Anglo Irish Agreement Jeremy Corbyn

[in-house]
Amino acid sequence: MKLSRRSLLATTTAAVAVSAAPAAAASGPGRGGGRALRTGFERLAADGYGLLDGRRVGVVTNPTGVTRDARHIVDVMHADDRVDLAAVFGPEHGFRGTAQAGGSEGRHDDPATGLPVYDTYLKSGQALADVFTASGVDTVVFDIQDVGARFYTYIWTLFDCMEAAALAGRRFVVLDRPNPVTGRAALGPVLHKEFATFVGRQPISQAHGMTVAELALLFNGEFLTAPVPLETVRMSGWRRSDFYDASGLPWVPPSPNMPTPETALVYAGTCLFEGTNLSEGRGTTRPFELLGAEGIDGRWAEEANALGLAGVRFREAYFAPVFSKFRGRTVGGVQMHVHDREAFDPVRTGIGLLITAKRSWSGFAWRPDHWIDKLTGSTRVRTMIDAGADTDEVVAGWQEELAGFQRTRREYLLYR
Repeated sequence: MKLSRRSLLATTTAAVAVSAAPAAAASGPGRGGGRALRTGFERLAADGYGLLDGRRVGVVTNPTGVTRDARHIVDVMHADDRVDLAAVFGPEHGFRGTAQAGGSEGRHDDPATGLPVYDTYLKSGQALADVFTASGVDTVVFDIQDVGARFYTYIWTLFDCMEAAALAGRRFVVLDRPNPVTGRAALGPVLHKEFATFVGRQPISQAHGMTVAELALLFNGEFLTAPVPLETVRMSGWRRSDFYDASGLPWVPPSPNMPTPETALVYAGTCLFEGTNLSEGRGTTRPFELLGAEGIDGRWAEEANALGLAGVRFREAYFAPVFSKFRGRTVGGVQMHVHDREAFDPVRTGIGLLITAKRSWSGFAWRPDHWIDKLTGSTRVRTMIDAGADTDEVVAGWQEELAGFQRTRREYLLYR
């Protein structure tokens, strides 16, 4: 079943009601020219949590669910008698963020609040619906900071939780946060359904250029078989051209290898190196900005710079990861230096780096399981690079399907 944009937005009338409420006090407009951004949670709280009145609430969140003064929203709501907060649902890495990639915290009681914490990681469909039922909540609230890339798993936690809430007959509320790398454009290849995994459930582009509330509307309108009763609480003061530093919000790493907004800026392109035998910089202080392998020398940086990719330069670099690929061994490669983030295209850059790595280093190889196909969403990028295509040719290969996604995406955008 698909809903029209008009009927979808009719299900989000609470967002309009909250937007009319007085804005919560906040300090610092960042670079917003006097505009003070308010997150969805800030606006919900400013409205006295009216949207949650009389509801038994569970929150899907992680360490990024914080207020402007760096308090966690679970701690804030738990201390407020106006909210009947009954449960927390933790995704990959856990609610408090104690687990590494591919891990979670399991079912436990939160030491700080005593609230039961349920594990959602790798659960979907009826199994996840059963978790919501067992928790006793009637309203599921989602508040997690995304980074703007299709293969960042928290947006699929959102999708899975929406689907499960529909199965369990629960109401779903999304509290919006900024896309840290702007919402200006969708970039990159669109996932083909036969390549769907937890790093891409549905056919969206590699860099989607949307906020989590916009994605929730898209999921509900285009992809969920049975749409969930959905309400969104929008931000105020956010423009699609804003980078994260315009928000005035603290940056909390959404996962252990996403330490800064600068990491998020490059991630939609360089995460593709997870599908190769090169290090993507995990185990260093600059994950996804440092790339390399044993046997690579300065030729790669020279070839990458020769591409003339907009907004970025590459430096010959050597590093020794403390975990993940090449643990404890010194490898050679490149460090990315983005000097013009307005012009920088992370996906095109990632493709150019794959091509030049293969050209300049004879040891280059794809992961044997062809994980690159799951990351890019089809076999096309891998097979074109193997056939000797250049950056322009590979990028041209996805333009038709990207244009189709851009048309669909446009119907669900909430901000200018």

If it can be said that the peace process began somewhere, it began with the signing of the Anglo-Irish Agreement in 1985. The House of Commons approved the agreement, which brought the largest parliamentary majority in Mrs Thatcher`s government – indeed, she must have regretted signing it for the rest of her life – 473 voted in favour and only 47 against. All the Unionist parties opposed it, but with the support of almost all the Conservatives and Labour and the SDLP, she took leave. On 23 November, eight days after the agreement was signed, more than 150,000 people gathered in Belfast to protest. In a typically acerbic way, Paisley Thatcher condemned that he had signed the rights of the Loyalists. He also attacked Dublin: “Where do the terrorists return to the sanctuary? To the Republic of Ireland! And yet, Mrs Thatcher tells us that the Republic must have a say in our province. You never say it! Never! Never! Mr Corbyn will travel to Belfast on Thursday to celebrate the 20th anniversary of the agreement that cemented the peace process. Mr Thatcher hoped to establish a bilateral agreement with Dublin that would enhance security while recognising the “Irish dimension”: the historical and cultural relations between the Republic and Northern Ireland. By recognising these Irish ties and giving Dublin an advisory role in Northern Ireland – without renouncing British sovereignty – Thatcher hoped to win moderate nationalists in the six counties. The final agreement was signed in November 1985 by Thatcher and FitzGerald in Hillsborough. It contained the following points: “But within the framework of the Good Friday Agreement, which can only be concluded through the constitutional process provided for by the agreement, Jeremy fully supports it.” Irish republicans have been able to reject the only constitutional advance (in the eyes of many nationalists and republicans) since the fall of Stormont a decade earlier.